The other side of the coin is that there will always be someone else who is worse off than you. Someone else is less successful than you, makes less money than you and so on and so forth. I know I just said “don’t compare yourself to other people” but this type of comparison is about gaining some perspective on your own situation. That doesn’t mean you should develop an air of superiority and get a big head thinking about all your accomplishments. It’s not about thinking you’re better than other people. It’s about remembering what really matters in life. For instance, if the things you want to accomplish are career or financially measured, they don’t seem very important if you have a friend who is battling cancer or a neighbor who lost a parent. For some people, taking a breath of fresh air each day is a huge accomplishment.

Make it a habit to be thankful each day. Gratitude is a great weapon to defeat discontentment.

4.) Have an ultimate cheerleader in your life.

You may have friends and family members that may be the hard to please types. This may be a huge source of your feelings of inadequacy. If you listen to them long enough and are surrounded by their negatively, it’s only natural that you buy into anything critical they are saying about you.

Have at least one friend that is your ultimate cheerleader. We all need that person that will say “I’m proud of you! You’re doing great! I believe in you!” That affirmation is your lifeline. We all need that person who will always see the silver lining and tell us that the cup is half full. When you start getting down on yourself, that person reminds you of all your accomplishments and encourages the heck out of you. They will write you notes, send you texts with positive emoji and give you a pat on the back.

Do not underestimate the power of moral support.  It’s important to have that friend who will ask you how you’re doing and make sure you don’t relapse into thinking you’re a failure. This requires you to be somewhat vulnerable in sharing your struggles and feelings of self-doubt. If you don’t have a cheerleader in your life, you might need to make some new friends so you can find one.

5.) Focus your energy on helping others.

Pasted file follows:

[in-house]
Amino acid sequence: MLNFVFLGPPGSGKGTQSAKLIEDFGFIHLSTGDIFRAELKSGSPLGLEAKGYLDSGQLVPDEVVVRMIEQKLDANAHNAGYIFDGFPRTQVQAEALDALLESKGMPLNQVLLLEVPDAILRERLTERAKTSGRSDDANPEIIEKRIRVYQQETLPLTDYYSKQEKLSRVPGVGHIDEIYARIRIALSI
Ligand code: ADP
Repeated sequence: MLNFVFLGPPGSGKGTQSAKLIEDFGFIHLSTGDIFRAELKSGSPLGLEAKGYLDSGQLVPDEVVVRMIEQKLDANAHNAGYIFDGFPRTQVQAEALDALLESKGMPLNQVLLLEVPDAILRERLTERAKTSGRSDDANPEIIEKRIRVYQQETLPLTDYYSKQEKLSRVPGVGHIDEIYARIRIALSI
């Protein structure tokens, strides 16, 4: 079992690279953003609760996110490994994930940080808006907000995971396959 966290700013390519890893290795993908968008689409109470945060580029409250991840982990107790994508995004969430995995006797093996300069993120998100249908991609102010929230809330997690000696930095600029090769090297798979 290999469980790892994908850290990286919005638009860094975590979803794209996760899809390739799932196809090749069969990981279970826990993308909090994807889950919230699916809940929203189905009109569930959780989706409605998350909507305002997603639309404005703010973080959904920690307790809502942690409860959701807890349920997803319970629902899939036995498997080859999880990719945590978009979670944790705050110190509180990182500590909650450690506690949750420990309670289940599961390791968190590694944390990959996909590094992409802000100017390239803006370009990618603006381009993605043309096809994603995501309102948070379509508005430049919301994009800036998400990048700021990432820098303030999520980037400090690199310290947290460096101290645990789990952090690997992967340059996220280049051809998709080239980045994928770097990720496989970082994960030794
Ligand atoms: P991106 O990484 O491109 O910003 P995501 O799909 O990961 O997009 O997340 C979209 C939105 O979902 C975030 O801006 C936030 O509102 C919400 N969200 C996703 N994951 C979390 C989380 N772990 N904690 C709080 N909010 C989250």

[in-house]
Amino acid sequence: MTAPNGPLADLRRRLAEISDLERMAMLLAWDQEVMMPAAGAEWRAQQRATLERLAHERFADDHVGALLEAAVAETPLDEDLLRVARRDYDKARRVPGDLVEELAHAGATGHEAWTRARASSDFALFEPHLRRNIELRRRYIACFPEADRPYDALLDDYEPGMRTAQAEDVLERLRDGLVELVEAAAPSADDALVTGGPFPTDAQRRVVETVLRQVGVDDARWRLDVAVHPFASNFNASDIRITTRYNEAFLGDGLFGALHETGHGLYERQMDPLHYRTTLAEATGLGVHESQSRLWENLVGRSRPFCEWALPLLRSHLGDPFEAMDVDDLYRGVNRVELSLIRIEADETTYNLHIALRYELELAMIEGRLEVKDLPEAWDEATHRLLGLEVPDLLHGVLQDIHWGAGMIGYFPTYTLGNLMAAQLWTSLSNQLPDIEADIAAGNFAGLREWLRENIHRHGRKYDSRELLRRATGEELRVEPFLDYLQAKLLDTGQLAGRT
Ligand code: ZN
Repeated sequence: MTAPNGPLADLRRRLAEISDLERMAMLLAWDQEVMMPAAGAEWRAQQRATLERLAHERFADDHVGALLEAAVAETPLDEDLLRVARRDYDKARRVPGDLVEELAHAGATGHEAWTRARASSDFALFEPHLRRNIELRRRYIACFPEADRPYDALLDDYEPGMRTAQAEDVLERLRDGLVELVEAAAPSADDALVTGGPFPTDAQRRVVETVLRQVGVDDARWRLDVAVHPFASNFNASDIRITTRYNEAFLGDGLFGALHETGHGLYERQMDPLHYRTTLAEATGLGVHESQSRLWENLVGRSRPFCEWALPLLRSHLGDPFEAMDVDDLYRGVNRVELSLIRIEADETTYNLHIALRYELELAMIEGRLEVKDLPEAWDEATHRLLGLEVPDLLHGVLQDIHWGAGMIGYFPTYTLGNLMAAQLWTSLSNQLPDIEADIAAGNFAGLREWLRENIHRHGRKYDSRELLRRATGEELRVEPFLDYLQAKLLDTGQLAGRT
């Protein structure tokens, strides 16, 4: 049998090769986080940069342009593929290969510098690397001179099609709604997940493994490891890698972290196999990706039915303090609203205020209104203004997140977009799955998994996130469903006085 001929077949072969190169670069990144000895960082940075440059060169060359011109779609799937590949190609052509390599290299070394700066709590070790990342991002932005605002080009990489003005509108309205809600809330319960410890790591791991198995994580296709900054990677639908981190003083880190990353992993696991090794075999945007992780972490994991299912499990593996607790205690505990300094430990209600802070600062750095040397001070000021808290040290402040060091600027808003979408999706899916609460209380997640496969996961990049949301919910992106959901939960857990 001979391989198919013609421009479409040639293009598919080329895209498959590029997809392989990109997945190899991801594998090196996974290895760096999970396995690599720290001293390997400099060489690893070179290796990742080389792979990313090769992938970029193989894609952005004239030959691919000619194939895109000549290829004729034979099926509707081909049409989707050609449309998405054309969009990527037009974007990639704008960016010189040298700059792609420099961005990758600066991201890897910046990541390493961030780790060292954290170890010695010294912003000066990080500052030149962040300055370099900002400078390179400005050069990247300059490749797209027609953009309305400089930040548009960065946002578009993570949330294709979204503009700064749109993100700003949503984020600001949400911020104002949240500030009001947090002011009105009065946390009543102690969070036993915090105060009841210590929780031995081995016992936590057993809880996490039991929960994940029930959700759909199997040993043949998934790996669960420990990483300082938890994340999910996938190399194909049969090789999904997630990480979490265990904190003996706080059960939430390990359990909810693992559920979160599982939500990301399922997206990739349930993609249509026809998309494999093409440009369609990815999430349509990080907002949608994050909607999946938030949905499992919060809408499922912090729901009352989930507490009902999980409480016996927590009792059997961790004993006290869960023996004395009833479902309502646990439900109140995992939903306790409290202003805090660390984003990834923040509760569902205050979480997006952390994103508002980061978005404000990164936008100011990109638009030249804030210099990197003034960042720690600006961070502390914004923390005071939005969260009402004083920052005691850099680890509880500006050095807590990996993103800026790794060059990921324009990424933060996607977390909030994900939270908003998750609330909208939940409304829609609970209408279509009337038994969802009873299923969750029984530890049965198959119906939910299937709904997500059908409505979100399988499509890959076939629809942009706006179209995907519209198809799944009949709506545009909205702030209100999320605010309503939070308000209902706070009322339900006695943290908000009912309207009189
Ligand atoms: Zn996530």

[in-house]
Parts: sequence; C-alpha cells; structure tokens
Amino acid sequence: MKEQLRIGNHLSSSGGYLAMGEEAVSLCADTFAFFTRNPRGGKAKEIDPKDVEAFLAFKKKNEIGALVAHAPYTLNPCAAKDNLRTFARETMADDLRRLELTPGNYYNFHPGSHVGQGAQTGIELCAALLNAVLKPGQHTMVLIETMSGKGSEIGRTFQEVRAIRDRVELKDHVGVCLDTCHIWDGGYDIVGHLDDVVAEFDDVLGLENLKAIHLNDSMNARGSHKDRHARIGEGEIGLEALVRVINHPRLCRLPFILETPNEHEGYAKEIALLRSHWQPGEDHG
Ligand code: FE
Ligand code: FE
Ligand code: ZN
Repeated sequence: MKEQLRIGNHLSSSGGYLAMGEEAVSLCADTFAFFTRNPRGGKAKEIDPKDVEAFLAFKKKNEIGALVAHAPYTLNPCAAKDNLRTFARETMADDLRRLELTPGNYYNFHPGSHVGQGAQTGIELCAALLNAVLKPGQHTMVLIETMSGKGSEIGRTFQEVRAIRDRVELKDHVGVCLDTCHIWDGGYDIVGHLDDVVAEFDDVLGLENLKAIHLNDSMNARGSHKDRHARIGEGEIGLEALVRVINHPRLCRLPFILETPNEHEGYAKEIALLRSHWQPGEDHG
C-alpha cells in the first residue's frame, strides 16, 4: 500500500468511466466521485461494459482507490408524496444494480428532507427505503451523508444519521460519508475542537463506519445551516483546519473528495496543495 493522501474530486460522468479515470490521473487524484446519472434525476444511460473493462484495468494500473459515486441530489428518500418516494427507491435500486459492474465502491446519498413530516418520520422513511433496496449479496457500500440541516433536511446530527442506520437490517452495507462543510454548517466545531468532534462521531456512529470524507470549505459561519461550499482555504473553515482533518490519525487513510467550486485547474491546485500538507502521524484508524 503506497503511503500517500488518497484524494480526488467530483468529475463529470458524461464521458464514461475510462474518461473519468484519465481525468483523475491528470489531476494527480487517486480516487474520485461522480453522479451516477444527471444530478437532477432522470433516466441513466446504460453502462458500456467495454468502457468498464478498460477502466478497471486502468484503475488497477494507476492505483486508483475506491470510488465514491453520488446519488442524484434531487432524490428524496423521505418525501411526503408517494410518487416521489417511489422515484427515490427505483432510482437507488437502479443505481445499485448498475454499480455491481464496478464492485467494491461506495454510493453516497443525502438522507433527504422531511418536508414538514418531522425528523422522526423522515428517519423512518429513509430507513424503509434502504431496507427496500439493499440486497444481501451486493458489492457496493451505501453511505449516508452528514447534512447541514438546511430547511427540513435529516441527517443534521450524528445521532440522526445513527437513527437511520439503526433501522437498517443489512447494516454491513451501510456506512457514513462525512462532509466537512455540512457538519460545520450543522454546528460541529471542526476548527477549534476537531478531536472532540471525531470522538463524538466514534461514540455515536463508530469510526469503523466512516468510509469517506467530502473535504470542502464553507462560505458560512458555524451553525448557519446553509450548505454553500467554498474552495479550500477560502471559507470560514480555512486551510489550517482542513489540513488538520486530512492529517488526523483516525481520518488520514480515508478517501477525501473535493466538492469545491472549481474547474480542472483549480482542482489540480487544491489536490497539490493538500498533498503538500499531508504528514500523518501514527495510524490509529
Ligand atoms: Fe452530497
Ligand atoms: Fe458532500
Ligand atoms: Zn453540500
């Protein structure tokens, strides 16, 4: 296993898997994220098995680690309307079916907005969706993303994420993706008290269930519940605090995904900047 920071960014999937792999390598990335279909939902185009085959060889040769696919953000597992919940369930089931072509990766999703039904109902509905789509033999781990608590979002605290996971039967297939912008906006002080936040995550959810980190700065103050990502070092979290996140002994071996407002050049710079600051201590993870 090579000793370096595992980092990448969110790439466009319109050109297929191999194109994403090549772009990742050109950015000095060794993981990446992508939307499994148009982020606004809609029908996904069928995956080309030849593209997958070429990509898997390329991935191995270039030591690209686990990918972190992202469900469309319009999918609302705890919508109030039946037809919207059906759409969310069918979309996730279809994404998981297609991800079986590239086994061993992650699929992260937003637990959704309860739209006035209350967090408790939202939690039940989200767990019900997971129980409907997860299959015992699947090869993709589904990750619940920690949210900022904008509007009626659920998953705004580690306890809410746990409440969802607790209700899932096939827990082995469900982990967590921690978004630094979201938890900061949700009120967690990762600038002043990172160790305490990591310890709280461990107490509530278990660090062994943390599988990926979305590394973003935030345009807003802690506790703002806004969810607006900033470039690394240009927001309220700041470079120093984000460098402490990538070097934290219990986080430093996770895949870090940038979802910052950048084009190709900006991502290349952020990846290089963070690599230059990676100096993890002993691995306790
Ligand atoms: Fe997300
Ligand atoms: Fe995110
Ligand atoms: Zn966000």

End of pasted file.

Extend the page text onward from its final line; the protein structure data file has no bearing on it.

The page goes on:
We live in a “me first” society and that can breed dissatisfaction when we don’t get what we want. When you turn attention away from yourself, you won’t dwell on what you feel are your own shortcomings. I find this principle to be the most helpful and tangible to practice. Mentor someone or volunteer with a local non-profit. Find other ways to help people who are starting out or are in need. Instead of asking “what can I do to advance my own goals?” try asking “what can I do to help someone else with their goals?” It will remind you that you have much to offer to the world.

Keeping these things in mind will go a long way to helping you get over that “accomplishment” arms race. Life is not a competition though some people will have you believe that. It can be a lifelong process to keep from thinking you are not doing enough in your life. We shouldn’t be lazy and unproductive by any means. Working hard and having goals is a good thing. However, it can be a lonely, paralyzing place to be if you constantly feel like you’re a failure and have done nothing of significance. A crisis of confidence will prevent you from living life to your fullest potential.

I leave you with some lyrics to a song I wrote called “Paralyzed” that best expresses my feelings on this topic. Whenever that 16 year old overachiever in me starts to emerge again, I think of this song. I hope these words will encourage you to move past any feelings of inadequacy you have.

Don’t want to finish last

Failure haunting me

Life passing by too fast

Not being all that I could be

Fighting to move on

Facing fears until they’re gone

I no longer want to be paralyzed

I refuse to be paralyzed